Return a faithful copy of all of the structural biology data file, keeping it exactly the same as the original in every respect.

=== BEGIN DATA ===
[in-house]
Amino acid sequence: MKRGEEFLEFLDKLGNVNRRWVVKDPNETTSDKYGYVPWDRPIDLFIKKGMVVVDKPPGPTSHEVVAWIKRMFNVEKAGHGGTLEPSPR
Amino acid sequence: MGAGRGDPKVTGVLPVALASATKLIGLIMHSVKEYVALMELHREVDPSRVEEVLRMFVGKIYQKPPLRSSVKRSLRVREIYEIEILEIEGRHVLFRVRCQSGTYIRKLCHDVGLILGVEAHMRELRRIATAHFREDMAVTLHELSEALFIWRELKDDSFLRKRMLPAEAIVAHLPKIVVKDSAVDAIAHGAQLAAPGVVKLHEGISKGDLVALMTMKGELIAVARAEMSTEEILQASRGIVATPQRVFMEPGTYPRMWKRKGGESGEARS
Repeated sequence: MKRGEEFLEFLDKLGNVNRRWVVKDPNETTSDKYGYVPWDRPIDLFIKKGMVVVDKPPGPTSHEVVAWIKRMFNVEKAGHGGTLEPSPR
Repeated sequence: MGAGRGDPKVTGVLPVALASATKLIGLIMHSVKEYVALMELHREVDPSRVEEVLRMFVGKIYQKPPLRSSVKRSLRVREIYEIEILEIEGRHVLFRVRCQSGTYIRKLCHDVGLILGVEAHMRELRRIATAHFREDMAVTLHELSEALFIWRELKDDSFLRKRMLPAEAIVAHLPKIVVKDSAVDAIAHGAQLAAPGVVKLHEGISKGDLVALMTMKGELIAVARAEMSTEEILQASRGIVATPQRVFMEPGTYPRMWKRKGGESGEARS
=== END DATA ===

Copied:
[in-house]
Amino acid sequence: MKRGEEFLEFLDKLGNVNRRWVVKDPNETTSDKYGYVPWDRPIDLFIKKGMVVVDKPPGPTSHEVVAWIKRMFNVEKAGHGGTLEPSPR
Amino acid sequence: MGAGRGDPKVTGVLPVALASATKLIGLIMHSVKEYVALMELHREVDPSRVEEVLRMFVGKIYQKPPLRSSVKRSLRVREIYEIEILEIEGRHVLFRVRCQSGTYIRKLCHDVGLILGVEAHMRELRRIATAHFREDMAVTLHELSEALFIWRELKDDSFLRKRMLPAEAIVAHLPKIVVKDSAVDAIAHGAQLAAPGVVKLHEGISKGDLVALMTMKGELIAVARAEMSTEEILQASRGIVATPQRVFMEPGTYPRMWKRKGGESGEARS
Repeated sequence: MKRGEEFLEFLDKLGNVNRRWVVKDPNETTSDKYGYVPWDRPIDLFIKKGMVVVDKPPGPTSHEVVAWIKRMFNVEKAGHGGTLEPSPR
Repeated sequence: MGAGRGDPKVTGVLPVALASATKLIGLIMHSVKEYVALMELHREVDPSRVEEVLRMFVGKIYQKPPLRSSVKRSLRVREIYEIEILEIEGRHVLFRVRCQSGTYIRKLCHDVGLILGVEAHMRELRRIATAHFREDMAVTLHELSEALFIWRELKDDSFLRKRMLPAEAIVAHLPKIVVKDSAVDAIAHGAQLAAPGVVKLHEGISKGDLVALMTMKGELIAVARAEMSTEEILQASRGIVATPQRVFMEPGTYPRMWKRKGGESGEARS